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Facebook to launch Workplace Rooms in challenge to Zoom
Workplace Rooms, a new video conferencing service for Facebook's business customers, falls short of competitors on features.
Facebook plans to expand the video conferencing features of Workplace by Facebook, its business collaboration product. But the enhanced service, Workplace Rooms, will lack numerous advanced meeting features at launch in June.
Facebook is late to the game, analysts said. The social media giant has grown Workplace by Facebook to 5 million paid users over the past few years. But the company hasn't attempted to build a business-class video service until now.
Facebook last month launched Messenger Rooms, a consumer video calling product. The company is now adapting that product for business use in Workplace. The Workplace product will integrate with single sign-on software and provide some control to IT admins.
But Workplace Rooms won't initially support polls, in-meeting chat, breakout rooms, personal meeting rooms or virtual backgrounds. It also won't give hosts the ability to control who can present or speak in a meeting. The service lets users invite external guests to meetings.
What's more, the product will come with a size limitation. Only 50 people will be able to join a meeting. Rivals like Zoom and Cisco Webex let hundreds of people participate in sessions on their platforms.
Facebook Workplace Rooms will display up to 16 people on screen at one time, compared to 25 people in Webex and 49 people in Zoom. The ability to see many simultaneous video feeds has become an essential feature amid the coronavirus pandemic.
Facebook will undercut competitors on price, however. Zoom, for example, costs $14.99 to $19.99 per host, per month for a premium license. Businesses can get access to Workplace Rooms and the premium version of Workplace for $4 or $8 per user, per month.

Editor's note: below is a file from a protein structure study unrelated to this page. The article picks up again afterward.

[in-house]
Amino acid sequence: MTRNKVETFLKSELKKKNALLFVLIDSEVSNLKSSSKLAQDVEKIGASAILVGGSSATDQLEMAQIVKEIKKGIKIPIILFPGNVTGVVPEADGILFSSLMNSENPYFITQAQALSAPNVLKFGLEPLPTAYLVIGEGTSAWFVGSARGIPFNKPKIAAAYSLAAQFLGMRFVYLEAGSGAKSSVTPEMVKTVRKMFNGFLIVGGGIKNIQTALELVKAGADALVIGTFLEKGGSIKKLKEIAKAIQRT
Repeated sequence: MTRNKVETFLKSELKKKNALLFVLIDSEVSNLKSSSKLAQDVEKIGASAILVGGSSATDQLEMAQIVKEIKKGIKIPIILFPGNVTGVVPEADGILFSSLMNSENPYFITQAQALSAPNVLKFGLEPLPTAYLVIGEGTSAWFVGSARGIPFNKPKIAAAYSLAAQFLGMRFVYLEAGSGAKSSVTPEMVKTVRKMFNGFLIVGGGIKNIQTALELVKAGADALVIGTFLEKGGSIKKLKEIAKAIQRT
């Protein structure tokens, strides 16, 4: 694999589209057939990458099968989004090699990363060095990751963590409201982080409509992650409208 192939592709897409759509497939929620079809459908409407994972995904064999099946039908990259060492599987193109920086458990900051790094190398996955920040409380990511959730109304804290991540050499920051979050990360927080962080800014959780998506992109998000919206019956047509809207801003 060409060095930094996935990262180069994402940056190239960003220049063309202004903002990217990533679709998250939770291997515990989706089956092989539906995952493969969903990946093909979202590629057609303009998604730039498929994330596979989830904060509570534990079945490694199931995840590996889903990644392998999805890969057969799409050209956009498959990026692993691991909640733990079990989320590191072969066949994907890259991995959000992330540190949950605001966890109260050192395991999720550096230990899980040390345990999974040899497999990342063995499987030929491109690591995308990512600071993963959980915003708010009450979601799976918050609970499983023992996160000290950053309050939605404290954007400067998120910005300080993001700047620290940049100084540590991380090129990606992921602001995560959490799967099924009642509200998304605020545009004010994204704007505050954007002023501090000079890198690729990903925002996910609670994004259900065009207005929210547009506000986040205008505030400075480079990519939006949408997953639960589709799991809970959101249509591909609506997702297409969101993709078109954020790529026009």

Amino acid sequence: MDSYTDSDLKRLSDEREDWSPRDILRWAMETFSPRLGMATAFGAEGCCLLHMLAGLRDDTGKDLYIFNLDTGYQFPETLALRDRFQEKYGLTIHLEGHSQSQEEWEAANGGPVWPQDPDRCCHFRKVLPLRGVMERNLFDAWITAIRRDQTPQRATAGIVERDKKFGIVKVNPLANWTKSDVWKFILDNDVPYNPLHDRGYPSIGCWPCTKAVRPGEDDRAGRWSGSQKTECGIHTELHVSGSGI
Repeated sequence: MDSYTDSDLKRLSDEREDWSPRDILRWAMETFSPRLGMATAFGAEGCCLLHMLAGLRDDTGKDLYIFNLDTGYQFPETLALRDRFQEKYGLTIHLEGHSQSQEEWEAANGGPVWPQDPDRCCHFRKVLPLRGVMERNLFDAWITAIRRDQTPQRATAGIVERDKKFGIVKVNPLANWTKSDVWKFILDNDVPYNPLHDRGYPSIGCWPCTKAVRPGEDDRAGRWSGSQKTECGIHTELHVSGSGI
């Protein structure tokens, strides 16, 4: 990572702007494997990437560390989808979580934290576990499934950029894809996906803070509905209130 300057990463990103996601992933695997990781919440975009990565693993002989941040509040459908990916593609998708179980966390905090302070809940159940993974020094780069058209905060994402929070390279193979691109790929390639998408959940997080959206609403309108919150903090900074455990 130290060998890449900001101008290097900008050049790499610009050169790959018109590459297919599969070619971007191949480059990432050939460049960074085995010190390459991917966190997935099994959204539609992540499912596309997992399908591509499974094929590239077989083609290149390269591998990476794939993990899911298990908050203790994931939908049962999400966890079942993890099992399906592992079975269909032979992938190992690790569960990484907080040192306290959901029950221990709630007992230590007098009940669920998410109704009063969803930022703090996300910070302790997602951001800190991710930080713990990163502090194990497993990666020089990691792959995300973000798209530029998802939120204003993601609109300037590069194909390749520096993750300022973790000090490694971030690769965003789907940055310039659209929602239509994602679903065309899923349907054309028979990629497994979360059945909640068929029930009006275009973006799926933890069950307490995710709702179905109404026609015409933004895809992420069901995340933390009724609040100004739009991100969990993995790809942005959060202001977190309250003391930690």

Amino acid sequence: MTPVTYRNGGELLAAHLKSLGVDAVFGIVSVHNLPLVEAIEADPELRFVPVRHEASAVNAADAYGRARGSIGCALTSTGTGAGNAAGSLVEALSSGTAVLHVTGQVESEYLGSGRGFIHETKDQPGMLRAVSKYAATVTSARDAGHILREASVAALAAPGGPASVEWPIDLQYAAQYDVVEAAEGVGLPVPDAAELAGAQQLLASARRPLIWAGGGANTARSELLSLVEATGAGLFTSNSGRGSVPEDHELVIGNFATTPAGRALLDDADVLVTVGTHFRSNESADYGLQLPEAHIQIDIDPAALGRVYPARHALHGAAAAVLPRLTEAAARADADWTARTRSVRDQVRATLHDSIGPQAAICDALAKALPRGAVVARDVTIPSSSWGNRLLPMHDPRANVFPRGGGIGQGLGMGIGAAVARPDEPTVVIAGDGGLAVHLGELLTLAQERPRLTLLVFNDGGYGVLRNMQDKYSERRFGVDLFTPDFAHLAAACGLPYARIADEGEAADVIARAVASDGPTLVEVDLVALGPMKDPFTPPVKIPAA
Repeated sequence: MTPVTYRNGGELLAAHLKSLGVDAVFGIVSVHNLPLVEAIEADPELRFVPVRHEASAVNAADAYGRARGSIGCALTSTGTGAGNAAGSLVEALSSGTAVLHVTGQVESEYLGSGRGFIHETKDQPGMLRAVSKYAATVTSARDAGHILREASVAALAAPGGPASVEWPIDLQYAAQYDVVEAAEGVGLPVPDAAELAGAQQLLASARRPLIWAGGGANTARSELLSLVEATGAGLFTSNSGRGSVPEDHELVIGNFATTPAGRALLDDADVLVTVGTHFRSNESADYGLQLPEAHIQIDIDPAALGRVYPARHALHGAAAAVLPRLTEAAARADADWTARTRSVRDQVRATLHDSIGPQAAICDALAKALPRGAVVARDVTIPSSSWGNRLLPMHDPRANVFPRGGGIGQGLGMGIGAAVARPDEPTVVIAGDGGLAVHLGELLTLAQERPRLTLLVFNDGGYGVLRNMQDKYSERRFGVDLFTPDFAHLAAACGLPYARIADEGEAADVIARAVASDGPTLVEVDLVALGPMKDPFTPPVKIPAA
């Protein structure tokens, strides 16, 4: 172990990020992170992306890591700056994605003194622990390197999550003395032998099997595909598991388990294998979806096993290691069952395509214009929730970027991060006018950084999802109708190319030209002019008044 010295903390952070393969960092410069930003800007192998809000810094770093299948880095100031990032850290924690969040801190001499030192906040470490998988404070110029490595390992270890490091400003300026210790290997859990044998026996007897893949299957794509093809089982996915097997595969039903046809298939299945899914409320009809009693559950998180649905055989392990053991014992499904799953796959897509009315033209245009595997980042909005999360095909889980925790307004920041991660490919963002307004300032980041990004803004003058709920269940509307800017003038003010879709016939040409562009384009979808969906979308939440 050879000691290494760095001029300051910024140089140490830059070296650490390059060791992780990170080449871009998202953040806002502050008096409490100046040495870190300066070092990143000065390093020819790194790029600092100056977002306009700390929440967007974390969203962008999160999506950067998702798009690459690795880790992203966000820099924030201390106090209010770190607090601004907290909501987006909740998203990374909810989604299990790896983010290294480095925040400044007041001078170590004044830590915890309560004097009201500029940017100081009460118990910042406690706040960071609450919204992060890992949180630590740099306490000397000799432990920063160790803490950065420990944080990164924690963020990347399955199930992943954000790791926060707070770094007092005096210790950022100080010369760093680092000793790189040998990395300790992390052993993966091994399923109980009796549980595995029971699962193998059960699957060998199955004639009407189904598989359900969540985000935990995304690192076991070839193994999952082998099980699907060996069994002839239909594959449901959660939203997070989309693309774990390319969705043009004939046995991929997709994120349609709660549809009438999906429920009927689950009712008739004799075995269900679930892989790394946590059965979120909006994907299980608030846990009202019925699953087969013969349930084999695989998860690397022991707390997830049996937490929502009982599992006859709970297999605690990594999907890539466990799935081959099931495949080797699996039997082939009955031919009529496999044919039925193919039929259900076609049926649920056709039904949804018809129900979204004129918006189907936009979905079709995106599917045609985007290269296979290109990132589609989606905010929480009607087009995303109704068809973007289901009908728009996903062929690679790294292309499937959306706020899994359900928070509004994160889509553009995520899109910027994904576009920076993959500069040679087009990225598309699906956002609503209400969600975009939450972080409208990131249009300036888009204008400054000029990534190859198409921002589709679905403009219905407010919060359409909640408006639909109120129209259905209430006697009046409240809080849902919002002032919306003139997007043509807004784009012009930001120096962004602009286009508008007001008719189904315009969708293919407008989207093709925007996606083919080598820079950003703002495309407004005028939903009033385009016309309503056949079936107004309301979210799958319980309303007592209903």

Facebook also has a free version of Workplace and gives nonprofits complimentary access to a premium edition. Workplace mimics the interface and features of the consumer version of Facebook. But the two platforms are separate, requiring users to create different accounts on each.
Julien Codorniou, vice president of Workplace by Facebook, said the company did not intend to match more mature platforms like Webex on features. Instead, Facebook wants Workplace Rooms to do "85% of the job for 99% of the people," he said.
Facebook intends to bring video conferencing to portions of the workforce that have never used such technology before, Codorniou said. Many Workplace by Facebook customers are multinational companies with a significant proportion of service workers.
"We don't go after just the market of knowledge workers," Codorniou said. "We go after the market of everybody who's employed with a working mobile device. That's billions of people who have never touched IT before."
But it remains to be seen how many nonoffice workers will adopt video conferencing platforms. It's also not certain that Workplace by Facebook customers will use Workplace Rooms.
Customers previously reported using Workplace by Facebook primarily as an Intranet replacement, rather than a team collaboration service like Slack or Microsoft Teams. Facebook added a basic video calling feature to Workplace for internal use in 2017.
"They're casting a line, and they're going to see if they get any nibbles or not," said Brian Doherty, an analyst at Gartner.